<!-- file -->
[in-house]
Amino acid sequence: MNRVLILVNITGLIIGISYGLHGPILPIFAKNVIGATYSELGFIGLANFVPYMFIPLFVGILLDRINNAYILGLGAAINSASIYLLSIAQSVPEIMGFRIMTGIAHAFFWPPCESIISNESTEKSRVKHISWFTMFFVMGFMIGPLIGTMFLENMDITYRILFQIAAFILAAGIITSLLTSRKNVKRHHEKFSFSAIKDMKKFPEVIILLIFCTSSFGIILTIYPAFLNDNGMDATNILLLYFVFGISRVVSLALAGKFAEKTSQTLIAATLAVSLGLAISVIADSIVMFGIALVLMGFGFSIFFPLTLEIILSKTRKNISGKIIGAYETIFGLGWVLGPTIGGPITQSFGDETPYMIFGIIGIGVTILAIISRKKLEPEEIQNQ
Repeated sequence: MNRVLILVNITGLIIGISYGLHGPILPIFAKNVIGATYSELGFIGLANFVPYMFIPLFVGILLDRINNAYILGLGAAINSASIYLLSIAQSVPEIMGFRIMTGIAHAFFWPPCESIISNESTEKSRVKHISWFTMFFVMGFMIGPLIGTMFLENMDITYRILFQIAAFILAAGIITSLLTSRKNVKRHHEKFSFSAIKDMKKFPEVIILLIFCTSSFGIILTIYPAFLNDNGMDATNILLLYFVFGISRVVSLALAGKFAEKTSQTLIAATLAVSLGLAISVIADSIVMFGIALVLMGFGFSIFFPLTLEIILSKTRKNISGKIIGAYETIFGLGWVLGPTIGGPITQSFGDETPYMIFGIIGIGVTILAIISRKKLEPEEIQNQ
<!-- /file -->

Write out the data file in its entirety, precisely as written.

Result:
[in-house]
Amino acid sequence: MNRVLILVNITGLIIGISYGLHGPILPIFAKNVIGATYSELGFIGLANFVPYMFIPLFVGILLDRINNAYILGLGAAINSASIYLLSIAQSVPEIMGFRIMTGIAHAFFWPPCESIISNESTEKSRVKHISWFTMFFVMGFMIGPLIGTMFLENMDITYRILFQIAAFILAAGIITSLLTSRKNVKRHHEKFSFSAIKDMKKFPEVIILLIFCTSSFGIILTIYPAFLNDNGMDATNILLLYFVFGISRVVSLALAGKFAEKTSQTLIAATLAVSLGLAISVIADSIVMFGIALVLMGFGFSIFFPLTLEIILSKTRKNISGKIIGAYETIFGLGWVLGPTIGGPITQSFGDETPYMIFGIIGIGVTILAIISRKKLEPEEIQNQ
Repeated sequence: MNRVLILVNITGLIIGISYGLHGPILPIFAKNVIGATYSELGFIGLANFVPYMFIPLFVGILLDRINNAYILGLGAAINSASIYLLSIAQSVPEIMGFRIMTGIAHAFFWPPCESIISNESTEKSRVKHISWFTMFFVMGFMIGPLIGTMFLENMDITYRILFQIAAFILAAGIITSLLTSRKNVKRHHEKFSFSAIKDMKKFPEVIILLIFCTSSFGIILTIYPAFLNDNGMDATNILLLYFVFGISRVVSLALAGKFAEKTSQTLIAATLAVSLGLAISVIADSIVMFGIALVLMGFGFSIFFPLTLEIILSKTRKNISGKIIGAYETIFGLGWVLGPTIGGPITQSFGDETPYMIFGIIGIGVTILAIISRKKLEPEEIQNQ